Indeed, in February 2020, a year after the brand’s launch, Zhou had secured seven resellers, including Ssense, Common Place, Maimoun and Nolmt, a number that nearly tripled to reach 20 in 2021. Meanwhile, the Zhou’s existing wholesalers have doubled their Spring / Summer 2021 orders.
“You would think there would be issues with so much strain on the body or uncomfortable wearing with the cutouts, but that’s not the case at all,” said Maimoun founder Mina Alyeshmerni. “In fact, I rarely get feedback on his products.”
It is a sentiment which is echoed by other trading partners. “Ssense customers react immediately when Rui products are uploaded, there is always so much demand and anticipation for its collections,” said Brigitte Chartrand, vice president of women’s clothing purchasing for Ssense, adding that the Rui inventory sells out regularly.
But with rapidly growing demand, there are challenges. For Zhou, increasing production has been difficult to master, especially because the knitting technique she uses to weave a range of yarns, including nylon, is so unique and intricate.
“When I was in school I did everything myself, so having to communicate all the technical details was the hardest thing for me,” Zhou said. She only works with a handful of factories, those she can trust will ensure the safety of the technique. “I’m just worried that someone is starting to create copies,” she added.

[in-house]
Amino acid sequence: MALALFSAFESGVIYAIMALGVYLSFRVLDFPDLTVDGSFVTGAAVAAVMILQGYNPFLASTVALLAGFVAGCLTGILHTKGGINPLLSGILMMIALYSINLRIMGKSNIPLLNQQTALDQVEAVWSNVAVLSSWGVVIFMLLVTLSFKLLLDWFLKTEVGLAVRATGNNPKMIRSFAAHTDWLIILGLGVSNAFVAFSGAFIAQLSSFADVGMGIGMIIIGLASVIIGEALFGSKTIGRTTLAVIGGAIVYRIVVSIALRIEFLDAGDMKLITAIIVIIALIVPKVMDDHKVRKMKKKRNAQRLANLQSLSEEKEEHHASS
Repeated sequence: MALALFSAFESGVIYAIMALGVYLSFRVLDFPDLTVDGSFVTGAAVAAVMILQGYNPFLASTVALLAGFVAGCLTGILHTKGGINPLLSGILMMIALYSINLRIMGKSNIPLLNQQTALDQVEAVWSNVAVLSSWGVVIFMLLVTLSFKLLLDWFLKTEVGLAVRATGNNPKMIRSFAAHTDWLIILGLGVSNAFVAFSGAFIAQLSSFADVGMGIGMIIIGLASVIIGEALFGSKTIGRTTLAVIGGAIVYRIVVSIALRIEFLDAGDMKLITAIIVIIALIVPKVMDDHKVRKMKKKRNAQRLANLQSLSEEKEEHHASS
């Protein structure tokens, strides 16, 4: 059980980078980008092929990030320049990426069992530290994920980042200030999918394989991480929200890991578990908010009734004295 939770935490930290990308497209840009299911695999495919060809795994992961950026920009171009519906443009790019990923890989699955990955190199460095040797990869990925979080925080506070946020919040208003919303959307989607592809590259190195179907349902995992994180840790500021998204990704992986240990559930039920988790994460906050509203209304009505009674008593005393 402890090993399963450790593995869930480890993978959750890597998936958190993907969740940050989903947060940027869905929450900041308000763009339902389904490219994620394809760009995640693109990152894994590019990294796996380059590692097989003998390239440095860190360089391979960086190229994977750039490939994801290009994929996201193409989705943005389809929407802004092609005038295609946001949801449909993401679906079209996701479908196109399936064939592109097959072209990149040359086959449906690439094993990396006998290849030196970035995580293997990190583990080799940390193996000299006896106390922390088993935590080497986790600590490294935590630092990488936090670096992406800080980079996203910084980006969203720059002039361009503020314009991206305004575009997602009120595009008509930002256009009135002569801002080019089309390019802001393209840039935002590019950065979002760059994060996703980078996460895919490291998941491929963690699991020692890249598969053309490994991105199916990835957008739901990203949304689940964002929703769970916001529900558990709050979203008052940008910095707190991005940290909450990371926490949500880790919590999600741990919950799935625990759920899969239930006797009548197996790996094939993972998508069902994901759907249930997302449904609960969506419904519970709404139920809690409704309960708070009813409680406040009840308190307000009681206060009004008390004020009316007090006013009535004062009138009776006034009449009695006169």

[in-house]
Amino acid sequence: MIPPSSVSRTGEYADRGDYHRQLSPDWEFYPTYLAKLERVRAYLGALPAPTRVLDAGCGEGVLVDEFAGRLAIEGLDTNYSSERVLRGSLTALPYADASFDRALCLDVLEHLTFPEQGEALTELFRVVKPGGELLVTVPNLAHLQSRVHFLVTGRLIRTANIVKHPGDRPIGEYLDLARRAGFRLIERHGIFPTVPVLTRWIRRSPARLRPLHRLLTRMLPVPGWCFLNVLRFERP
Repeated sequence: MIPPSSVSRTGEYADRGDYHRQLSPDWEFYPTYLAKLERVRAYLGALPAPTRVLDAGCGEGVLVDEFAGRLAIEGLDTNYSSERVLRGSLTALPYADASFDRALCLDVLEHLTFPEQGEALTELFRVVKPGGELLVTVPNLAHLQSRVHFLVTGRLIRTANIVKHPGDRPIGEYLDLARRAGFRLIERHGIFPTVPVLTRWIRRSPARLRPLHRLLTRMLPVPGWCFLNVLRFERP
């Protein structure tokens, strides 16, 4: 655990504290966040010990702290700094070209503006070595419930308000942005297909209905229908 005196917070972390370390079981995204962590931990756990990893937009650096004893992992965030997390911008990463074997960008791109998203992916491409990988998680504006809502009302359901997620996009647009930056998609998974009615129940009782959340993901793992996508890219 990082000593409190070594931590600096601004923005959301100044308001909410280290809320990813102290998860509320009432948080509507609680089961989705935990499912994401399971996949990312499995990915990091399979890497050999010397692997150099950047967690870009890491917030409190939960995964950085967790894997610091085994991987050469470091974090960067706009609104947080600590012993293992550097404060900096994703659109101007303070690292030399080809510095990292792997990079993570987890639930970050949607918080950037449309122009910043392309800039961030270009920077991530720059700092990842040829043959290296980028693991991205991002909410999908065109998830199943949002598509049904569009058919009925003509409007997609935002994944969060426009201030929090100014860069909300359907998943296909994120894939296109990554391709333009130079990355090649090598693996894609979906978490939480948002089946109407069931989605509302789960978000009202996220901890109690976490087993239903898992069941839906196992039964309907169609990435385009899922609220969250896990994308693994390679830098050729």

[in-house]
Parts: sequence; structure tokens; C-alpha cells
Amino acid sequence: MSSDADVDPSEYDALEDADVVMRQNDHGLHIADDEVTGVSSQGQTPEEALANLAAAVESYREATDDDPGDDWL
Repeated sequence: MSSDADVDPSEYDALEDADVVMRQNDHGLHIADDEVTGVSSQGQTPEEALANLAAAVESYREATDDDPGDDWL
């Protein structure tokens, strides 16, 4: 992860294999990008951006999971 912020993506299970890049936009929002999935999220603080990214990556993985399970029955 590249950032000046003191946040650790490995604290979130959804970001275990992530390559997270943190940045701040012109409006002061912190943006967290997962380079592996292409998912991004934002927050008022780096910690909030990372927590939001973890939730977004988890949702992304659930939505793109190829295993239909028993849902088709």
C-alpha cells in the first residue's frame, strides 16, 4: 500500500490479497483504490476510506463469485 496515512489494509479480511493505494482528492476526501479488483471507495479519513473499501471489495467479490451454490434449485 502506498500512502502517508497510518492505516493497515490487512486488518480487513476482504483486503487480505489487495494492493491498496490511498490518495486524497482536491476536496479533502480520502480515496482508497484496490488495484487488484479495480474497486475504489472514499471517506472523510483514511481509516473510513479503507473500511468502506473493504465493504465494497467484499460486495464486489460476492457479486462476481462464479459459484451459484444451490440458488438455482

Its products look like raised form clothes and they are doing it so well now that people are shopping online.
Zhou’s intricate designs have performed particularly well during the pandemic, as homebound shoppers have turned to e-commerce to shop for comfortable, Instagram-friendly clothing. “[Her products] are like raised form clothes and they do it so well, mostly … now people shop online because they can see them styled on a body where they look great rather than hanging on to a [clothes] railway, ”Maimoun’s Alyeshmerni said. Business growth over the past year prompted Zhou to hire additional staff to help keep up with the demand. Currently, the team is made up of four to six people, including a studio director and several interns.
Zhou said demand is increasingly shared between China and Western markets like the United States and Europe, along with its internal operations. (She located production in Shanghai before the pandemic, for example, but works with a New York-based PR team.) Pandemic travel restrictions have made it easier to restore a Chinese market, although Zhou wishes to remain focused on both clienteles.